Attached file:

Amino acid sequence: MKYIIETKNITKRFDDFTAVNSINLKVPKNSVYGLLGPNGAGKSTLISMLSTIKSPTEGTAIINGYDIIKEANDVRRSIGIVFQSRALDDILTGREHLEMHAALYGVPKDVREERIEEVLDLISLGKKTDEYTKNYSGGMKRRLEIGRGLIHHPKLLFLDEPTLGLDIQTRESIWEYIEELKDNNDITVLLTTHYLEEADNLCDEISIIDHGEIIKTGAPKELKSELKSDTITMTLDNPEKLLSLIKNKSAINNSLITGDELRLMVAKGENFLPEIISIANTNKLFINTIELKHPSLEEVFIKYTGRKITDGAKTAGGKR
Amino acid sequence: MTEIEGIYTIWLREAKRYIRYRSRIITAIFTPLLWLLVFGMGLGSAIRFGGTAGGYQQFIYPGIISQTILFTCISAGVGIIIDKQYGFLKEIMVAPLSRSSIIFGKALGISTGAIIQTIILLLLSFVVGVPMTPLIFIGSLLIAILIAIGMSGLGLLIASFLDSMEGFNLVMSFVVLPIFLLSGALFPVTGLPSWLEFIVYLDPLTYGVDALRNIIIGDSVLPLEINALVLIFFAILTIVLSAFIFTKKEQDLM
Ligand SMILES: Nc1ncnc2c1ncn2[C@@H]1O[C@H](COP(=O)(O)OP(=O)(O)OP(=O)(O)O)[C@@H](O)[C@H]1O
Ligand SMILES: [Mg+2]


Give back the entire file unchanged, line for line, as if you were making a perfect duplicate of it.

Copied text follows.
Amino acid sequence: MKYIIETKNITKRFDDFTAVNSINLKVPKNSVYGLLGPNGAGKSTLISMLSTIKSPTEGTAIINGYDIIKEANDVRRSIGIVFQSRALDDILTGREHLEMHAALYGVPKDVREERIEEVLDLISLGKKTDEYTKNYSGGMKRRLEIGRGLIHHPKLLFLDEPTLGLDIQTRESIWEYIEELKDNNDITVLLTTHYLEEADNLCDEISIIDHGEIIKTGAPKELKSELKSDTITMTLDNPEKLLSLIKNKSAINNSLITGDELRLMVAKGENFLPEIISIANTNKLFINTIELKHPSLEEVFIKYTGRKITDGAKTAGGKR
Amino acid sequence: MTEIEGIYTIWLREAKRYIRYRSRIITAIFTPLLWLLVFGMGLGSAIRFGGTAGGYQQFIYPGIISQTILFTCISAGVGIIIDKQYGFLKEIMVAPLSRSSIIFGKALGISTGAIIQTIILLLLSFVVGVPMTPLIFIGSLLIAILIAIGMSGLGLLIASFLDSMEGFNLVMSFVVLPIFLLSGALFPVTGLPSWLEFIVYLDPLTYGVDALRNIIIGDSVLPLEINALVLIFFAILTIVLSAFIFTKKEQDLM
Ligand SMILES: Nc1ncnc2c1ncn2[C@@H]1O[C@H](COP(=O)(O)OP(=O)(O)OP(=O)(O)O)[C@@H](O)[C@H]1O
Ligand SMILES: [Mg+2]